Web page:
One of the first things I do every morning after waking up, before my feet hit the floor, is to check the weather forecast on my iPhone. This morning, I can tell you that seeing "feels like -14F" flash before my eyes didn't do much for my getting-out-of-bed inertia. But once I got rolling and out the door, I was met with a frozen, glittering world. The sun had just broken the treeline to the east and was falling on our front gardens, making the ice crystals that covered the plants shine brilliantly. Of particular note were the Rudbeckia seed head that stand alongside our driveway, covered stem to seed head with frost.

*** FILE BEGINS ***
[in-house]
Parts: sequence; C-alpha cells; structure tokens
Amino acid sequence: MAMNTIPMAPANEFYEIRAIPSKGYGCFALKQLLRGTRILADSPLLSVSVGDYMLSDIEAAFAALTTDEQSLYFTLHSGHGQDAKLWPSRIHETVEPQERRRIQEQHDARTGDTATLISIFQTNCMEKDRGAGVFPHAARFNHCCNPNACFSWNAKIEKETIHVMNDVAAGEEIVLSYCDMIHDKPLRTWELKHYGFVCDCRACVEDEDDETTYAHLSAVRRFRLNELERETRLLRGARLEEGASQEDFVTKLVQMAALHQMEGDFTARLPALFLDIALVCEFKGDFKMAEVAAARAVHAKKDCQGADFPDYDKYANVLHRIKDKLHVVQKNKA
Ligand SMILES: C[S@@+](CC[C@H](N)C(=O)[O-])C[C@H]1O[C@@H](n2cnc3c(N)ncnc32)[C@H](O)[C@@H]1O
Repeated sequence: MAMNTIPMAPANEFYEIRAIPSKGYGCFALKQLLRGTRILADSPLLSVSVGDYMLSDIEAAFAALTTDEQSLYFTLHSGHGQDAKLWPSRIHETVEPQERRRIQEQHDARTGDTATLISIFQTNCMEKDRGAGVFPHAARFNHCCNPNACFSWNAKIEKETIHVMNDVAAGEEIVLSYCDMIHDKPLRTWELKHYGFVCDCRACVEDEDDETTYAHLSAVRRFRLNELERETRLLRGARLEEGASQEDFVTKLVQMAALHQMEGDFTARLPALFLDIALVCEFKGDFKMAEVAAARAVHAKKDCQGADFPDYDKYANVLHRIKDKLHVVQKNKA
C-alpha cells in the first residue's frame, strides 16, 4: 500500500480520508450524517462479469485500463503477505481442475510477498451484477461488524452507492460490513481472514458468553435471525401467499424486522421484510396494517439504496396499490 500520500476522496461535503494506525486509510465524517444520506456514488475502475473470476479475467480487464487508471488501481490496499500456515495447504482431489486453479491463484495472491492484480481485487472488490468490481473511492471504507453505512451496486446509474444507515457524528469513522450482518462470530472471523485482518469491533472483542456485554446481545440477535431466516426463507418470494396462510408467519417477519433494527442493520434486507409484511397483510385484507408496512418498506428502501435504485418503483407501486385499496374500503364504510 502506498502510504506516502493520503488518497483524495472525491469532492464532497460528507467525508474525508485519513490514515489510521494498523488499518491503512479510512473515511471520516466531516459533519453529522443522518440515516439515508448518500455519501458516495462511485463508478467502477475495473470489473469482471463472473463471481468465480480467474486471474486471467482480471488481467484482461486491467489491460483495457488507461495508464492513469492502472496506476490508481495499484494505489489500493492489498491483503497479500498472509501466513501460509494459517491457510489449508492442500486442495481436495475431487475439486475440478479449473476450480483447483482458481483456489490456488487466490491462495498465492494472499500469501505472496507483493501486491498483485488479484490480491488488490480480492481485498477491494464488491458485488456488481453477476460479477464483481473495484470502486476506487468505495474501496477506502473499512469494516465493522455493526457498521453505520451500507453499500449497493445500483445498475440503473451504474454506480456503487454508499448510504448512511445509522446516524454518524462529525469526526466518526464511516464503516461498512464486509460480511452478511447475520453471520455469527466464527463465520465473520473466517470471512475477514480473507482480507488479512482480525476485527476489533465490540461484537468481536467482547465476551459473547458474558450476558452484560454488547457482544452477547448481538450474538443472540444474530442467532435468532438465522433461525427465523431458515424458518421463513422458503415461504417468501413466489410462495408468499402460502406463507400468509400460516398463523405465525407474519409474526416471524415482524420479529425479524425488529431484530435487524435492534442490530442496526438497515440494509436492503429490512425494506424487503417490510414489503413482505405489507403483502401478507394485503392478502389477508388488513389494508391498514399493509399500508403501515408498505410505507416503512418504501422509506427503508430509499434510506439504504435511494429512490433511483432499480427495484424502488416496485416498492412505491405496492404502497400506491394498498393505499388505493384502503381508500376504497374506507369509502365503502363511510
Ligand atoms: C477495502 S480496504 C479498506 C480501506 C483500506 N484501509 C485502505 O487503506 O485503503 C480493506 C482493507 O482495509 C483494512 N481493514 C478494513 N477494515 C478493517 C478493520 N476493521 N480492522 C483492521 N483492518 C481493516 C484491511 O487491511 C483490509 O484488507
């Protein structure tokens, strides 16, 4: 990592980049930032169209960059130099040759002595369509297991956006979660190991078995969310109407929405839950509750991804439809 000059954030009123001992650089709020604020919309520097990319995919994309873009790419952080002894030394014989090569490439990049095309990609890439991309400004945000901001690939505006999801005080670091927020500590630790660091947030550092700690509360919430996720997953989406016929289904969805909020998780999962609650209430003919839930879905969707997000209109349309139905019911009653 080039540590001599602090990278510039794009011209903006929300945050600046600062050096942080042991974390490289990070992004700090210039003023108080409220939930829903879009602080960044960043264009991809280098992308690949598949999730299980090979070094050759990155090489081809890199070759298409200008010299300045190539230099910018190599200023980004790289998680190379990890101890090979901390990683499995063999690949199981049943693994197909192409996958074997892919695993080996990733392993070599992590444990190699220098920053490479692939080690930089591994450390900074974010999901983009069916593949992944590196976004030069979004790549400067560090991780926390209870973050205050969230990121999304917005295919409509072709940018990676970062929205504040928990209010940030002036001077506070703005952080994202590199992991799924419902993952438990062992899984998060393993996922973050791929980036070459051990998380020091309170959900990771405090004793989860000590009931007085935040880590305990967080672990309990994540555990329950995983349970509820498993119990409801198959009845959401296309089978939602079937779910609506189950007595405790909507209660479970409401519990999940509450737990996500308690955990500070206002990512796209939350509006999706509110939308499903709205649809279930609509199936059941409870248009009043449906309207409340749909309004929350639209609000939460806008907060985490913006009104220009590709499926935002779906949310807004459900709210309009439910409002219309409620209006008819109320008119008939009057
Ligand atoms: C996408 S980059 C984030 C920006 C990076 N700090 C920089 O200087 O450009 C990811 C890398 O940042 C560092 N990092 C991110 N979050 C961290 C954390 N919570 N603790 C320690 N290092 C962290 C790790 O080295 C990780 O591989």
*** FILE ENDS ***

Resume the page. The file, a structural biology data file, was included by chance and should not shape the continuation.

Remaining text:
It is these fleeting moments that saturate our senses with awe and joy and become permanent in our memory. Halfway through my short commute to work, the rising sun had vanquished all of the frost and the world returned to its normal muted colors of winter covered by a white blanket of snow. Had I listened to my body's resistance for just 10 more minutes of time in my warm bed, I may never have seen this morning's beauty in the garden. It made ask, how many moments do we fail to turn into memories simply because of our reluctance to act?